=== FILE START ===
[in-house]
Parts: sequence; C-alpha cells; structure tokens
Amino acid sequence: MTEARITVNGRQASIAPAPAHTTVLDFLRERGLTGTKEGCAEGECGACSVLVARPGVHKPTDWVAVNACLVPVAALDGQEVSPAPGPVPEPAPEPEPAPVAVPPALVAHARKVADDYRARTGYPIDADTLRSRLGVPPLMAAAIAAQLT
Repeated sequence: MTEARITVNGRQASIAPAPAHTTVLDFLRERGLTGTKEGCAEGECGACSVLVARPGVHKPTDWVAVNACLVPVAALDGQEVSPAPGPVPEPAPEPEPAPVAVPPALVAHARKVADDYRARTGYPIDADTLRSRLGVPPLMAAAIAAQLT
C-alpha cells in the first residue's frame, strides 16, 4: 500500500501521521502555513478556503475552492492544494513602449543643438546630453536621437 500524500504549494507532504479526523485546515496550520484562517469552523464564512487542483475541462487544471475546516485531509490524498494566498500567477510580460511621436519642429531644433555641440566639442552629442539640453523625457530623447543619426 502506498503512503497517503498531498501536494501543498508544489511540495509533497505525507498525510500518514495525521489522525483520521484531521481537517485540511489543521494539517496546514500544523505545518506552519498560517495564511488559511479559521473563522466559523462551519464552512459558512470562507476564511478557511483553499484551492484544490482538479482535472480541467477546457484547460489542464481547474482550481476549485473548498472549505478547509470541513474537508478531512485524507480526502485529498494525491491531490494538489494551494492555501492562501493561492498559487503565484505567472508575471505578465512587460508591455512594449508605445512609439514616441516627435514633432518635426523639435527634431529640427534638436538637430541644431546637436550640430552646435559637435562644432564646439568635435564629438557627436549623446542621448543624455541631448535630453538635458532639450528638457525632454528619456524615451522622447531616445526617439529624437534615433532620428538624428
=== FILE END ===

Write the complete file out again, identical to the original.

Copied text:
[in-house]
Parts: sequence; C-alpha cells; structure tokens
Amino acid sequence: MTEARITVNGRQASIAPAPAHTTVLDFLRERGLTGTKEGCAEGECGACSVLVARPGVHKPTDWVAVNACLVPVAALDGQEVSPAPGPVPEPAPEPEPAPVAVPPALVAHARKVADDYRARTGYPIDADTLRSRLGVPPLMAAAIAAQLT
Repeated sequence: MTEARITVNGRQASIAPAPAHTTVLDFLRERGLTGTKEGCAEGECGACSVLVARPGVHKPTDWVAVNACLVPVAALDGQEVSPAPGPVPEPAPEPEPAPVAVPPALVAHARKVADDYRARTGYPIDADTLRSRLGVPPLMAAAIAAQLT
C-alpha cells in the first residue's frame, strides 16, 4: 500500500501521521502555513478556503475552492492544494513602449543643438546630453536621437 500524500504549494507532504479526523485546515496550520484562517469552523464564512487542483475541462487544471475546516485531509490524498494566498500567477510580460511621436519642429531644433555641440566639442552629442539640453523625457530623447543619426 502506498503512503497517503498531498501536494501543498508544489511540495509533497505525507498525510500518514495525521489522525483520521484531521481537517485540511489543521494539517496546514500544523505545518506552519498560517495564511488559511479559521473563522466559523462551519464552512459558512470562507476564511478557511483553499484551492484544490482538479482535472480541467477546457484547460489542464481547474482550481476549485473548498472549505478547509470541513474537508478531512485524507480526502485529498494525491491531490494538489494551494492555501492562501493561492498559487503565484505567472508575471505578465512587460508591455512594449508605445512609439514616441516627435514633432518635426523639435527634431529640427534638436538637430541644431546637436550640430552646435559637435562644432564646439568635435564629438557627436549623446542621448543624455541631448535630453538635458532639450528638457525632454528619456524615451522622447531616445526617439529624437534615433532620428538624428